Delegate Who Breached US Capitol With Mob Indicted on Illegal Entry Charges

The West Virginia lawmaker filmed himself in the insurrectionist siege of the U.S. Capitol this week.

This still from video shows West Virginia Delegate Derrick Evans shouting excitedly in a mob that has just breached the barricade to enter the U.S. Capitol on Wednesday, Jan. 6. Evans was indicted two days later with unlawful entry. (Image via Courthouse News)

WASHINGTON (CN) — The Department of Justice brought illegal-entry charges Friday against a West Virginia state lawmaker who broke into the U.S. Capitol this week during a chaotic and violent attack.

Derrick Evans, a Republican delegate who was sworn in last month to serve West Virginia’s state government, recorded himself wearing a helmet in a mob that stormed the Capitol building.

“We’re in! Keep it moving baby!” Evans could be heard saying in the video recorded Jan. 6. Evans was also seen on video walking inside of the Capitol and could be heard telling people not to vandalize. 

The siege that left five dead followed a fiery speech by President Donald Trump, members of his family and personal attorney Rudy Giluliani — with the latter calling for a “trial by combat” — over the 2020 election results.

Apart from video that shows police shooting Ashli Babbit in the Capitol building, few details are available the other three rioters killed on Wednesday.

Speaker of the House Nancy Pelosi ordered flags be flown at half-mast on Friday after the announcement of the death of U.S. Capitol police officer Brian Sicknick, who was reportedly bludgeoned with a fire extinguisher during the fracas by a supporter of the president.

Sicknick’s death is now being investigated as a possible homicide.

Evans deleted the clip of his Capitol building incursion not long after posting it to social media, but an uproar followed online as members of the West Virginia Democratic Party started calling for his resignation. 

In another video he posted Wednesday to Facebook, Evans said he often travels to different parts of the country to film a variety of events.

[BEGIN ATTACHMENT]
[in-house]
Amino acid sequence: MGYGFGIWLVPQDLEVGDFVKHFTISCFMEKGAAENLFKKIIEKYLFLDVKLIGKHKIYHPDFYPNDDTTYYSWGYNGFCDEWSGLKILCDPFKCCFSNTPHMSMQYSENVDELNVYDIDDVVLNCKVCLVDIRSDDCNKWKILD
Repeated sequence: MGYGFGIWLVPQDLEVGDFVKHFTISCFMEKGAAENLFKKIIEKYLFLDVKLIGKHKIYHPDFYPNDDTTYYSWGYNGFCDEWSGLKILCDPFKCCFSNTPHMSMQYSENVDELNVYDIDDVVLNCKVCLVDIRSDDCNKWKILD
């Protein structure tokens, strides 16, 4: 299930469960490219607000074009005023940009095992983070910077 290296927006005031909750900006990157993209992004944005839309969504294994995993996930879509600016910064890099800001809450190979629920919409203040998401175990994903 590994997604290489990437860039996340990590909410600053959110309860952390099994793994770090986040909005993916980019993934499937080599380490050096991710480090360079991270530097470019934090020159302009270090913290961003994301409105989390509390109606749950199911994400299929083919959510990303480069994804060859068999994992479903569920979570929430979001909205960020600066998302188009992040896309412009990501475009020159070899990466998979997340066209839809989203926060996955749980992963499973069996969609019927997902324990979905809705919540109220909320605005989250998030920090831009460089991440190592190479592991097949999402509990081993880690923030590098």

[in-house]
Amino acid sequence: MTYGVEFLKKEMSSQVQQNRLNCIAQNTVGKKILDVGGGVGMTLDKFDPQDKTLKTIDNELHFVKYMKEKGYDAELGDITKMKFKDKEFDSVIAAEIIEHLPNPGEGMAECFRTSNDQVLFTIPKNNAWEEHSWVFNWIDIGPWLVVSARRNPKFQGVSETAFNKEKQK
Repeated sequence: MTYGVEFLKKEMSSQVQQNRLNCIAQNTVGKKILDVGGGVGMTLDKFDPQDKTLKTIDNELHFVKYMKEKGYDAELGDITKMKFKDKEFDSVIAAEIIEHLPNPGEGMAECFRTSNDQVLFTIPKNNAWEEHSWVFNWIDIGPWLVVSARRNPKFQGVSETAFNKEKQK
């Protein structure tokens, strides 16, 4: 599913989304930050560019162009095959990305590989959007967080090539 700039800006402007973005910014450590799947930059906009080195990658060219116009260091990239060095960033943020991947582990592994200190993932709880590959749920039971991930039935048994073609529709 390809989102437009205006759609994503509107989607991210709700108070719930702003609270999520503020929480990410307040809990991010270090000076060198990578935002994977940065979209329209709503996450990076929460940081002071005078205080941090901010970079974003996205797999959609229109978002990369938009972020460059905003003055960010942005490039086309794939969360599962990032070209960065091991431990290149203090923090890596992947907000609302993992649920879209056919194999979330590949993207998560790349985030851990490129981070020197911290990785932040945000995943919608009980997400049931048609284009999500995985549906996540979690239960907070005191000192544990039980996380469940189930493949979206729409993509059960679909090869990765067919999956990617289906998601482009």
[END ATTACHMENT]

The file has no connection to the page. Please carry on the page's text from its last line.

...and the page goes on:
“Today, I had the opportunity to film another event in D.C. I want to assure you all that I did not have any negative interactions with law enforcement nor did I participate in any destruction that may have occurred,” he said.

Evans was released on a personal recognizance bond Friday afternoon.

While Evans appears so far to be the only elected official seen participating in the insurrection inside of the Capitol, criticism is also mounting against state lawmakers from the around the country who either attended the preceding rally “Stop the Steal” or urged constituents to travel to Washington and contest the House and Senate’s counting of electoral votes awarded to President-elect Joe Biden.

This undated image shows U.S. Capitol Police Officer Brian Sicknick, who died Thursday, Jan. 7, 2021, of injuries sustained during the riot at the Capitol. A native of South River, N.J., Sicknick served in the New Jersey Air National Guard and went on to a law enforcement career, which his family said was his lifelong dream. He joined the Capitol Police in 2008. (Image courtesy of U.S. Capitol Police via Courthouse News)

Pennsylvania state Senator Doug Mastriano, a Republican and former military colonel, was spotted attending the rally in photos posted online. In one still, he is pictured with former Pennsylvania state Representative Rick Saccone, another Republican.

Saccone insisted on Facebook Wednesday evening he was peaceful, despite having announced on Twitter hours earlier: “We are storming the capitol. Our vanguard has broken thru the barricades. We will save this nation. Are u with me?”

For his part, Mastriano has since said he only helped organize a bus to Washington for demonstrators. By nightfall Wednesday, Mastriano called the attack “shameful and completely unacceptable.”

Another state lawmaker, Tennessee House Representative Terri Lynn Weaver, was “in the thick of it,” she told The Tennessean in a phone interview Thursday. She tweeted hours after the attacks had already started on Wednesday: “Epic and historic day gathering with fellow patriots form all over the nation DC. #wearearepublic”

Others like Arizona state Representative Mark Finchem also shared images online, appearing to support the president’s rally.

“What happens when the People feel they have been ignored and Congress refuses to acknowledge rampant fraud,” Finchem wrote above a picture showing dozens of people wielding Trump banners and American flags crowded the Capitol roughly 30 minutes after the first breach inside.

The FBI is continuing to investigate in conjunction with the Metropolitan Police Department in Washington, D.C. At least 68 people have been arrested.

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